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Homebrew 160 meter AM/CW transmitter receiver

The VK 160 and AM SOTA event (1st April 2017) provided the deadline pressure needed to complete this build. The rig is a separate transmitter and receiver, so seeing as there are no shared modules, I shall call it a trans-receiver rather than transceiver. The designs for both transmitter and receiver are by Drew Diamond VK3XU. See Drew’s Projects Volume 3  book for full details, available from the WIA or RSGB. I posted details of the 160m AM receiver when I first built it, a year ago. At that time I also built the transmitter and power supply. I got the transmitter going but blew up the PA FET (BUZ90). During the long wait for replacements, I shelved the build and moved onto something else. Now, thanks to SOTA, it is finished.


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160m SOTA VK Challenge, 1st April 2017 (Mt Gordon VN-027)

The VK SOTA 160m and AM Day event provided the motivation I needed to finish off my VK3XU 160m trans-receiver. It is a separate crystal controlled  transmitter and receiver in the same box. The transmitter is a 30 watt class E transmitter with crystal oscillator, CMOS logic gate driver and BUZ90 FET PA. The receiver is a superhet with SA612 mixer and VFO, 455khz IF, MK484 AM detector, and TDA7052A audio stage. Further details in an earlier post. The modulator is an LM3876 that drives a backwards power transformer as the modulation transformer. Both transmitter and receiver have previously been tested, however, I blew the FET and had to wait what seemed like several months for an eBay replacement. In the mean time the project got shelved, until last week.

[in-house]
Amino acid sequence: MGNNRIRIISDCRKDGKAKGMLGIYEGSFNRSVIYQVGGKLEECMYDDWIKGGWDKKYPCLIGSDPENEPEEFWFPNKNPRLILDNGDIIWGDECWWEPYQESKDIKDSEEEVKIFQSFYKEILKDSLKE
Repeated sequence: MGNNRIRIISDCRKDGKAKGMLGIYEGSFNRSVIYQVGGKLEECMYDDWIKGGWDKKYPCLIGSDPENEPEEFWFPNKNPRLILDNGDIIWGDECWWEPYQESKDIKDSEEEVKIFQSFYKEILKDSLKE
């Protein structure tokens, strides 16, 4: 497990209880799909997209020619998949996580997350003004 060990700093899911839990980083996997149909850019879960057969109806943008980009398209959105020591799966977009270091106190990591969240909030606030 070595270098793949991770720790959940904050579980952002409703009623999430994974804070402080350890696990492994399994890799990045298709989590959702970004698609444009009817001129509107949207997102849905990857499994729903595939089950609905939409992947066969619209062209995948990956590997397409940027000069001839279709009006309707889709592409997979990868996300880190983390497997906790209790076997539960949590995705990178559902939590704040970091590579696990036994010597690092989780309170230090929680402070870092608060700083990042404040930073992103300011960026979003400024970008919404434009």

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On repair

My mower broke last time I used it. Payback for all the times I have mistreated it, yanked its handle, tilted it on 2 wheels over a gutter, or banged it roughly into a tree stump. The chassis rusted out where the handle attaches, so much so that the handle on the left side pulled off, taking with it a nicely rectangular chunk of rusted mower.  So I did what any self respecting man would do. I left it in the shed and ignored it.

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Hotham SOTA weekend 2017

Q: How many SOTA activators does it take to change a light globe?